DANCE LIKE NO ONE IS WATCHING
My brother-in-law opened the bottom drawer of my
sister’s bureau and lifted out a tissue-wrapped
package. “This,” he said, “is not a slip. This is
lingerie.” He discarded the tissue and handed me the
slip. It was exquisite silk, handmade and trimmed with
a cobweb of lace. The price tag with an Astronomical
figure on it was still attached. “Jan bought this the
first time we went to New York, at least 8 or 9 years ago. She never wore it. She was saving it for
special occasion. Well, I guess this is the occasion.” He took the slip from me and put it on the bed with the other clothes we were taking to the mortician. His hands lingered on the soft material for a moment, then he slammed the drawer shut and turned to me. “Don’t ever save anything for a special occasion. Every day you’re alive is a special occasion.”
I remembered those words through the funeral and the days that followed when I helped him and my niece attend
to all the sad chores that follow an unexpected death.
I thought about them on the plane returning to California from the midwestern town where my sister’s
family lives. I thought about all the things that she
hadn’t seen or heard or done. I thought about the
things that she had done without realizing that they
I’m still thinking about his words, and they’ve changed my life. I’m reading more and dusting less. I’m sitting on the deck and admiring the view without fussing about the weeds in the garden. I’m spending more time with my family and friends and less time in committee meetings.
Whenever possible, life should be a pattern of experience to savor, not endure. I’m trying to
recognize these moments now and cherish them. I’m not
“saving” anything; we use our good china and crystal
for every special event — such as losing a pound,
getting the sink unstopped, the first camellia blossom. I wear my good blazer to the market if I feel like it.
My theory is if I look prosperous, I can shell out
$28.49 for one small bag of groceries without wincing.
I’m not saving my good perfume for special parties;
clerks in hardware stores and tellers in banks have
noses that function as well as my party-going
friends. “Someday” and “one of these days” are losing
their grip on my vocabulary. If it’s worth seeing or
hearing or doing, I want to see and hear and do it now.
I’m not sure what my sister would’ve done had she known that she wouldn’t be here for the tomorrow that we all take for granted. I think she would have called family members and a few close friends. She might have called a few former friends to apologize and mend fences for past squabbles. I like to think she would have gone out for a Chinese dinner, her favorite food.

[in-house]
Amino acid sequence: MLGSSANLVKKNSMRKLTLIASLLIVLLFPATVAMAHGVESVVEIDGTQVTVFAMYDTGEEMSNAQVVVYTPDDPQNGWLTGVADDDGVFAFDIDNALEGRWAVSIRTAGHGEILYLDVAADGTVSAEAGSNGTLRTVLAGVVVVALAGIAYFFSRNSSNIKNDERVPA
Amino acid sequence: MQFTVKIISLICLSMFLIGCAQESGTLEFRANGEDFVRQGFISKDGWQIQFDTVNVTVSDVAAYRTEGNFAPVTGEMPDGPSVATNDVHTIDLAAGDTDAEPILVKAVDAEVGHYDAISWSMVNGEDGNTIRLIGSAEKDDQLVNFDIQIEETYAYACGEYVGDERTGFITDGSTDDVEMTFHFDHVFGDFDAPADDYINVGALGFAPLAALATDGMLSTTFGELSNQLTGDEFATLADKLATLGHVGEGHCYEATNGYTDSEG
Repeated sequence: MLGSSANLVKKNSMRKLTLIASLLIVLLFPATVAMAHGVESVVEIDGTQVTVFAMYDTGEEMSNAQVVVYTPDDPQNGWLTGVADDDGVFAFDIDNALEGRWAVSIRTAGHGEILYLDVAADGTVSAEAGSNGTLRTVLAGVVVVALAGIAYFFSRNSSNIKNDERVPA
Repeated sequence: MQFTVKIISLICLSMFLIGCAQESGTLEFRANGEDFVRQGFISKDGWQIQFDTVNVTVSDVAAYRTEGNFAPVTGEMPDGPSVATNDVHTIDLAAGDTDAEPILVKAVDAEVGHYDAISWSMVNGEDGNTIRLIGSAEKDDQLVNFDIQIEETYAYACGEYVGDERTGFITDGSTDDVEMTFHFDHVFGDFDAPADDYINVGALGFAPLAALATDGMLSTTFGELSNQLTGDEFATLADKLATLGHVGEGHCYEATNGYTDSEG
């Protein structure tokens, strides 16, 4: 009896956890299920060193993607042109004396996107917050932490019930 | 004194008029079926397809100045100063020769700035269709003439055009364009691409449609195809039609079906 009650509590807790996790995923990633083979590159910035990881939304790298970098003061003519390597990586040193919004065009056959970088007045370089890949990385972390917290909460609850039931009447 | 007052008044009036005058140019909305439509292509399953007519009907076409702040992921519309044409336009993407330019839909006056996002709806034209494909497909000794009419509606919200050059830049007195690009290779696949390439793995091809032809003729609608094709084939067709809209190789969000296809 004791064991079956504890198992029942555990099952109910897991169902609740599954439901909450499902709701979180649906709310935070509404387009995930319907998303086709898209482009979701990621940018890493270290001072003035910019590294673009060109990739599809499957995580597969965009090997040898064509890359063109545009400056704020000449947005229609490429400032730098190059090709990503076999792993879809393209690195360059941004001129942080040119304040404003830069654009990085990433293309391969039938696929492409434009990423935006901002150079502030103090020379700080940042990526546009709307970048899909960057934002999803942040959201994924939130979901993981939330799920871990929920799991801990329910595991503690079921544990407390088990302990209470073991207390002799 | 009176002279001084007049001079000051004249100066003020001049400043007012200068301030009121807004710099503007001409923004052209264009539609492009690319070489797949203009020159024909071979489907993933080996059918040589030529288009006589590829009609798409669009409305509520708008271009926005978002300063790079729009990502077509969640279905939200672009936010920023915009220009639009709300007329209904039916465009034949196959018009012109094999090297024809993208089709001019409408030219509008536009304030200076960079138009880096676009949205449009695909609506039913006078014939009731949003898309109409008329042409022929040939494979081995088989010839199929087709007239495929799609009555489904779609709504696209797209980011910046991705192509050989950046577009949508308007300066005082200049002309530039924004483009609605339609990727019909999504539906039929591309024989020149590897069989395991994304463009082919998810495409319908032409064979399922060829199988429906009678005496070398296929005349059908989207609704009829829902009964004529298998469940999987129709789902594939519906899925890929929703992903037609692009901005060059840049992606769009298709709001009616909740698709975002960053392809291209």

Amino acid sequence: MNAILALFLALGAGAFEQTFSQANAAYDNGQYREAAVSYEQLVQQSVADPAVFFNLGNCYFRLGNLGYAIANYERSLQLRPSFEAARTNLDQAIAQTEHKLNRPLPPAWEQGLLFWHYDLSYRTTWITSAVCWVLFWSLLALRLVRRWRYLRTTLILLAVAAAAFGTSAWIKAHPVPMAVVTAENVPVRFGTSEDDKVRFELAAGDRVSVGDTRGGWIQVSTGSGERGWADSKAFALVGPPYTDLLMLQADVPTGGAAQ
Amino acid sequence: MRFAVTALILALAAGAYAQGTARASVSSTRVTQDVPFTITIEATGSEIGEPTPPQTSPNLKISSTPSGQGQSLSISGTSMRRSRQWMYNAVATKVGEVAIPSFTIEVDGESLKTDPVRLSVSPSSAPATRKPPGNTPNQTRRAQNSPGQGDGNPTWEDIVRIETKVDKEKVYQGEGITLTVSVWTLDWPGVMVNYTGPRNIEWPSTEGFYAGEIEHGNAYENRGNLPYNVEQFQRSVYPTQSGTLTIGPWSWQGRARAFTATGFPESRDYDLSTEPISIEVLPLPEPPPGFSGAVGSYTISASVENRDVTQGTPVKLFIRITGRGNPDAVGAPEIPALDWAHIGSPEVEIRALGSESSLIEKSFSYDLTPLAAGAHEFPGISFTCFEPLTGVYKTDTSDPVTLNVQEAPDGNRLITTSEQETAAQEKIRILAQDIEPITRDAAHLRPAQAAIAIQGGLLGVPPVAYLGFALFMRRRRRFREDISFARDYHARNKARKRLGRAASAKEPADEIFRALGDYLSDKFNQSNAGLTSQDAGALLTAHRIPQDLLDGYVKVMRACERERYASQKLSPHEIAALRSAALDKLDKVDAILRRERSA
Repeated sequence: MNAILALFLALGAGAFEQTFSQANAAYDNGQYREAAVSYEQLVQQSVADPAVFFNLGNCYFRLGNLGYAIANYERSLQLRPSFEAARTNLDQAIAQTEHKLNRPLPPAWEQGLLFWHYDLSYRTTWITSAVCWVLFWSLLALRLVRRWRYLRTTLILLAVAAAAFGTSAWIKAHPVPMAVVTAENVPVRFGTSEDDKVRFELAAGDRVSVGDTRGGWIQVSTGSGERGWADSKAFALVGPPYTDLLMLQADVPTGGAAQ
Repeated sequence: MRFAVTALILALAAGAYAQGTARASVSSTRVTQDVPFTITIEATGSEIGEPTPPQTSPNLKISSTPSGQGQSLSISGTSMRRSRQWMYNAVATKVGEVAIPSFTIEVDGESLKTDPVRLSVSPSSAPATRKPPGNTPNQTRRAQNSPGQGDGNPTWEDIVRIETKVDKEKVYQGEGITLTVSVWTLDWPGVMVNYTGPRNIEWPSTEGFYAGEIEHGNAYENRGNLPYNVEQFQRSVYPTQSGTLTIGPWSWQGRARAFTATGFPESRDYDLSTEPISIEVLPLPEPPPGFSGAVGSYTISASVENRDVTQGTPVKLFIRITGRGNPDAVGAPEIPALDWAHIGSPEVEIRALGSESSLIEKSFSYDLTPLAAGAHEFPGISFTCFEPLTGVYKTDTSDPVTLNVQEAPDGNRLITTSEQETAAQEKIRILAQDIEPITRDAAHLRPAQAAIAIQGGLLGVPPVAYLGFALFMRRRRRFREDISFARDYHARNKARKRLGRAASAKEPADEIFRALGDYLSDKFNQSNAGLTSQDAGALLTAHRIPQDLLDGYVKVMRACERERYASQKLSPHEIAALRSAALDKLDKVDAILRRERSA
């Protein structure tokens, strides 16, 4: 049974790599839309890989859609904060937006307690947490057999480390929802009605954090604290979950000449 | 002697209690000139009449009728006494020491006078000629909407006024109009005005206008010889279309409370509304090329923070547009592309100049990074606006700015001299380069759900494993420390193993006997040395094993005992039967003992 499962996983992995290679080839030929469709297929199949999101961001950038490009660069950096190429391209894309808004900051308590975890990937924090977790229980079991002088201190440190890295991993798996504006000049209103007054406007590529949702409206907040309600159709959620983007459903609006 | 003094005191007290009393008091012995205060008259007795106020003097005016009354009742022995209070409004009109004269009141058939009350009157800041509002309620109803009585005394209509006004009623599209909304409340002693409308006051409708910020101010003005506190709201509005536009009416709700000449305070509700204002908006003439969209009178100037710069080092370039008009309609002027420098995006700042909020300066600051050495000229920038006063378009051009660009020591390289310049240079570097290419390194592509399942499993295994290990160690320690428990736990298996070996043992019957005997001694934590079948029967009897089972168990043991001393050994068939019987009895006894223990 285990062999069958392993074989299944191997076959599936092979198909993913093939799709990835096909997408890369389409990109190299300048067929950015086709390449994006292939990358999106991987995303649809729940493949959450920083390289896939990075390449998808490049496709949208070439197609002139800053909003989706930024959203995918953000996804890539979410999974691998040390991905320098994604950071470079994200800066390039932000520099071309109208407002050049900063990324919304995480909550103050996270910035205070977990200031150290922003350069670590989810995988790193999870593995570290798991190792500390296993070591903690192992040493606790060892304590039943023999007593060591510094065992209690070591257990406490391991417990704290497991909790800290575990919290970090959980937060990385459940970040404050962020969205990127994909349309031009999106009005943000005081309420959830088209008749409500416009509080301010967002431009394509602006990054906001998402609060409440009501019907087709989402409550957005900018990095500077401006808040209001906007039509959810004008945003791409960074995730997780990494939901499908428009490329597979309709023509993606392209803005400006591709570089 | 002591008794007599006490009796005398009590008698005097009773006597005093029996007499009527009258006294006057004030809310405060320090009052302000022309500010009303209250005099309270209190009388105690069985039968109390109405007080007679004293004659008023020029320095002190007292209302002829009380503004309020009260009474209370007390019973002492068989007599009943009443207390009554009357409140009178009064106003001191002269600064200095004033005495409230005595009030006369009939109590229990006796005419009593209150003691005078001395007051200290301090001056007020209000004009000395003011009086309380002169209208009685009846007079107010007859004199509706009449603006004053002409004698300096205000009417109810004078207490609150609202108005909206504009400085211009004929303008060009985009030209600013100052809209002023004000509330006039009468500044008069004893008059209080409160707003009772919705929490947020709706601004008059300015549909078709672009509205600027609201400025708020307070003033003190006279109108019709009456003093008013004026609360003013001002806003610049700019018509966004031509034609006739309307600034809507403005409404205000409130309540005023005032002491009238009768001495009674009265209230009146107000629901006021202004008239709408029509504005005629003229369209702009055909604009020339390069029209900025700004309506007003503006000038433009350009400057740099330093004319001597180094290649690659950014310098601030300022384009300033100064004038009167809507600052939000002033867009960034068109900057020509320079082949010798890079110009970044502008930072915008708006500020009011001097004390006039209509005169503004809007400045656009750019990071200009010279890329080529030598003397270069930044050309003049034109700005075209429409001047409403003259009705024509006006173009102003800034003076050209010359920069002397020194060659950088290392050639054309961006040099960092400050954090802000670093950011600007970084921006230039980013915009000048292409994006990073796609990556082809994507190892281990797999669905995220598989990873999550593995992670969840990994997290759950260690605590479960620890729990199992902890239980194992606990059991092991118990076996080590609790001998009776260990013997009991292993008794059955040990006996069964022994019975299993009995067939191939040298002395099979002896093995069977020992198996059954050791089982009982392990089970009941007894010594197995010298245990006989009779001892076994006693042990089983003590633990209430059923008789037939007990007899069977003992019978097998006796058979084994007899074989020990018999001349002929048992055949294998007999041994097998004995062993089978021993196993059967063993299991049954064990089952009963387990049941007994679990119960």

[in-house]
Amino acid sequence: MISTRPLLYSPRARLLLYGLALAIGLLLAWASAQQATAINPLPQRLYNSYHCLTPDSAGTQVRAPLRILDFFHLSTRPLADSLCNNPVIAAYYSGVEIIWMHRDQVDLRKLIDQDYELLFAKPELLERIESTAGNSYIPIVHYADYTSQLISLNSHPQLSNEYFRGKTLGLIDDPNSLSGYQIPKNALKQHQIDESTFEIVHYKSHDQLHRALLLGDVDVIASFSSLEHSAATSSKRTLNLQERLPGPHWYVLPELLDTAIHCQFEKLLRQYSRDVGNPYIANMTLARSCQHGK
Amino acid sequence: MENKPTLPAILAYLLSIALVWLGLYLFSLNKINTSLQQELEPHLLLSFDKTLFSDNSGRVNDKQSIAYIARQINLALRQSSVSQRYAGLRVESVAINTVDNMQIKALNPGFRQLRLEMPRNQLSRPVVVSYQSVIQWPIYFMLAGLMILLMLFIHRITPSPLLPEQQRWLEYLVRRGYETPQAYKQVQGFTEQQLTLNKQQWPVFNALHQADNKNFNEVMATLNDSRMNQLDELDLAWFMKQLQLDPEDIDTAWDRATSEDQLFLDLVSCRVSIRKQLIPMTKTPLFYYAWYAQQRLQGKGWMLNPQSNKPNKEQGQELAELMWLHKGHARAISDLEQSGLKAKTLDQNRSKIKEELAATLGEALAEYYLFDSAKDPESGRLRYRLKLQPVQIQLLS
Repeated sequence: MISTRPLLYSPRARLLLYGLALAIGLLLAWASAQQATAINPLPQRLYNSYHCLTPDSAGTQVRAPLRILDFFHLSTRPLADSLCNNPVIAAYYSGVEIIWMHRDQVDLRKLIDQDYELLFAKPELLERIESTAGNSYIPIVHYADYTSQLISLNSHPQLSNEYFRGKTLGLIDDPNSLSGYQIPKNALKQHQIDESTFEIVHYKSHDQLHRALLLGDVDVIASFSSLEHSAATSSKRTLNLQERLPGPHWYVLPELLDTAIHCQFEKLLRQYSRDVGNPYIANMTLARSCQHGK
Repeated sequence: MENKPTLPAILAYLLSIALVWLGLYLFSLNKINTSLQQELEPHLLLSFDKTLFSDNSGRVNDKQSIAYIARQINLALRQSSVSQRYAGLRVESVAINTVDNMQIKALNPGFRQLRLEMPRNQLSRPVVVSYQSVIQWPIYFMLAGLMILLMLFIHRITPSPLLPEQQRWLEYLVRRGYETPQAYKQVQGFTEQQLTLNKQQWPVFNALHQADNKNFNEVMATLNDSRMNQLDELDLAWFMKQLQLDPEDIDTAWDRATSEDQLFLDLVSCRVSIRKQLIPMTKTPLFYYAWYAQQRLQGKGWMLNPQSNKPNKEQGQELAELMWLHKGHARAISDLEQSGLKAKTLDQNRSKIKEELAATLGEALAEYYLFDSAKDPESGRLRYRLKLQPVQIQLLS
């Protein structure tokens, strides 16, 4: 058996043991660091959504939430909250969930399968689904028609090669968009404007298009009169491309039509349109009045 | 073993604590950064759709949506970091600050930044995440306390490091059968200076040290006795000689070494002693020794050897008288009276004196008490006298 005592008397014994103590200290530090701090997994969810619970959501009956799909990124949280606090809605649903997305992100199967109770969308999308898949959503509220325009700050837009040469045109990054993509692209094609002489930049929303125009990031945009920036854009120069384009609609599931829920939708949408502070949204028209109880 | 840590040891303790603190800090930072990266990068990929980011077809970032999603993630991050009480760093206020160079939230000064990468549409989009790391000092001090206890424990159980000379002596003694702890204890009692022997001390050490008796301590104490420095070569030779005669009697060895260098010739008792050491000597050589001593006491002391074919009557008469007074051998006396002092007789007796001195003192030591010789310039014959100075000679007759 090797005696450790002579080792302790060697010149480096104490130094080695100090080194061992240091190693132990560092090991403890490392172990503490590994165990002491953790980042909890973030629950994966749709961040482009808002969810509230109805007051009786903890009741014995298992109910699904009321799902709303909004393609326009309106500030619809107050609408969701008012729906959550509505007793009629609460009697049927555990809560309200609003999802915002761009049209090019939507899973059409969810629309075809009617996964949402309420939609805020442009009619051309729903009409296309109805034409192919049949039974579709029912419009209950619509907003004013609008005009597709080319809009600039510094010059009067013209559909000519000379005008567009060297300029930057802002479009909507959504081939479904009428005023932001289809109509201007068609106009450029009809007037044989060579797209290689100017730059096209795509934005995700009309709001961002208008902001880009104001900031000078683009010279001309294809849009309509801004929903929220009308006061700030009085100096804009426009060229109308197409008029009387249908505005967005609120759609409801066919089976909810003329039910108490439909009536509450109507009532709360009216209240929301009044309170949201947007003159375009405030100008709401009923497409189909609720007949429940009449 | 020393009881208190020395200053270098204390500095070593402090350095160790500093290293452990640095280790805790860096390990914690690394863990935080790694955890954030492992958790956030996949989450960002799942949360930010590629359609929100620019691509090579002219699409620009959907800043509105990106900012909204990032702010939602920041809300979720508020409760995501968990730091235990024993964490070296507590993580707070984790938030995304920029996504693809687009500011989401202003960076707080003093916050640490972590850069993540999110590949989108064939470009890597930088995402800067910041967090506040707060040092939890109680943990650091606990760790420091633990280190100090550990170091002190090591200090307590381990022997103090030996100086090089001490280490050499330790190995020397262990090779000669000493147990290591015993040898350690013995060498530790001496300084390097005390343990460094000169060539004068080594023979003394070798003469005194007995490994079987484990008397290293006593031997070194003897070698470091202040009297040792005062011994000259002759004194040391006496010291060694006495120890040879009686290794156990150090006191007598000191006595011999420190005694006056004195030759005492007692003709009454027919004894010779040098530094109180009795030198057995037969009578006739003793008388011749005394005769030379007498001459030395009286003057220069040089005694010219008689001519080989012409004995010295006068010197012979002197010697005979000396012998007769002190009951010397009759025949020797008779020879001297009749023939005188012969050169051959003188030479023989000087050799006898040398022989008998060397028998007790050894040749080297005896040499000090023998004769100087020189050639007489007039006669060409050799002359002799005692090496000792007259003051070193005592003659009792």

I’m guessing because I’ll never know. It’s those little
things left undone that would make me angry if I knew that my hours were limited. Angry because I put off seeing good friends whom I was going to get in touch
with… someday. Angry because I hadn’t written certain
letters that I intended to write one of these days.
Angry and sorry that I didn’t tell my husband often
enough how much I truly love him. I’m trying very hard
not to put off, hold back, or save anything that would
add laughter and luster to our lives. And every morning when I open my eyes, I tell myself that it is special. Every day, every minute, every breath truly is a gift from God.
You’ve got to dance like nobody’s watching, and love like it’s never going to hurt…. People say true
friends must always hold hands, but true friends don’t
need to hold hands because they know the other hand will always be there.
If you’ve received this, it is because someone cares for you. If you’re too busy to take the few minutes that it would take right now to forward this to people, would it be the first time you didn’t do that little thing that would make a difference in your relationships? I can tell you it certainly won’t be the last. Take a few minutes to send this to a few people you care about, just to let them know that you’re thinking of them.
Enjoy the moment and if you have a circle of friends,
don’t be surprised to see this more than once.